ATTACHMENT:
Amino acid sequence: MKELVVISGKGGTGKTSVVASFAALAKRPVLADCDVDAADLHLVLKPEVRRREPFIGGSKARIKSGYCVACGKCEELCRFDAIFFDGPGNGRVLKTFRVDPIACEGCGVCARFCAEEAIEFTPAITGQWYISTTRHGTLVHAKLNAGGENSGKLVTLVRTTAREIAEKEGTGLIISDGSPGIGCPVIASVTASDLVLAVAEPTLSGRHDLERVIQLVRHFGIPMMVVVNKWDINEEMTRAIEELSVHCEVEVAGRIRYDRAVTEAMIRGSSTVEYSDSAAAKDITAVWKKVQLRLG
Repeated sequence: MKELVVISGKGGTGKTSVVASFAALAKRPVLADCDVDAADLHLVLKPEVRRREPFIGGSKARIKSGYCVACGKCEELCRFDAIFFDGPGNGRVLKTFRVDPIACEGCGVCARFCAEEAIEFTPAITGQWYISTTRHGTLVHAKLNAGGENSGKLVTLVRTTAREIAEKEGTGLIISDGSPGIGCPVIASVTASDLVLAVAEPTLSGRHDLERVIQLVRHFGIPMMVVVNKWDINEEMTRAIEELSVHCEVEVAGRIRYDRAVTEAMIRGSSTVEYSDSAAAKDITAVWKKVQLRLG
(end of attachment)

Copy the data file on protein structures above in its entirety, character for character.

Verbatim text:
Amino acid sequence: MKELVVISGKGGTGKTSVVASFAALAKRPVLADCDVDAADLHLVLKPEVRRREPFIGGSKARIKSGYCVACGKCEELCRFDAIFFDGPGNGRVLKTFRVDPIACEGCGVCARFCAEEAIEFTPAITGQWYISTTRHGTLVHAKLNAGGENSGKLVTLVRTTAREIAEKEGTGLIISDGSPGIGCPVIASVTASDLVLAVAEPTLSGRHDLERVIQLVRHFGIPMMVVVNKWDINEEMTRAIEELSVHCEVEVAGRIRYDRAVTEAMIRGSSTVEYSDSAAAKDITAVWKKVQLRLG
Repeated sequence: MKELVVISGKGGTGKTSVVASFAALAKRPVLADCDVDAADLHLVLKPEVRRREPFIGGSKARIKSGYCVACGKCEELCRFDAIFFDGPGNGRVLKTFRVDPIACEGCGVCARFCAEEAIEFTPAITGQWYISTTRHGTLVHAKLNAGGENSGKLVTLVRTTAREIAEKEGTGLIISDGSPGIGCPVIASVTASDLVLAVAEPTLSGRHDLERVIQLVRHFGIPMMVVVNKWDINEEMTRAIEELSVHCEVEVAGRIRYDRAVTEAMIRGSSTVEYSDSAAAKDITAVWKKVQLRLG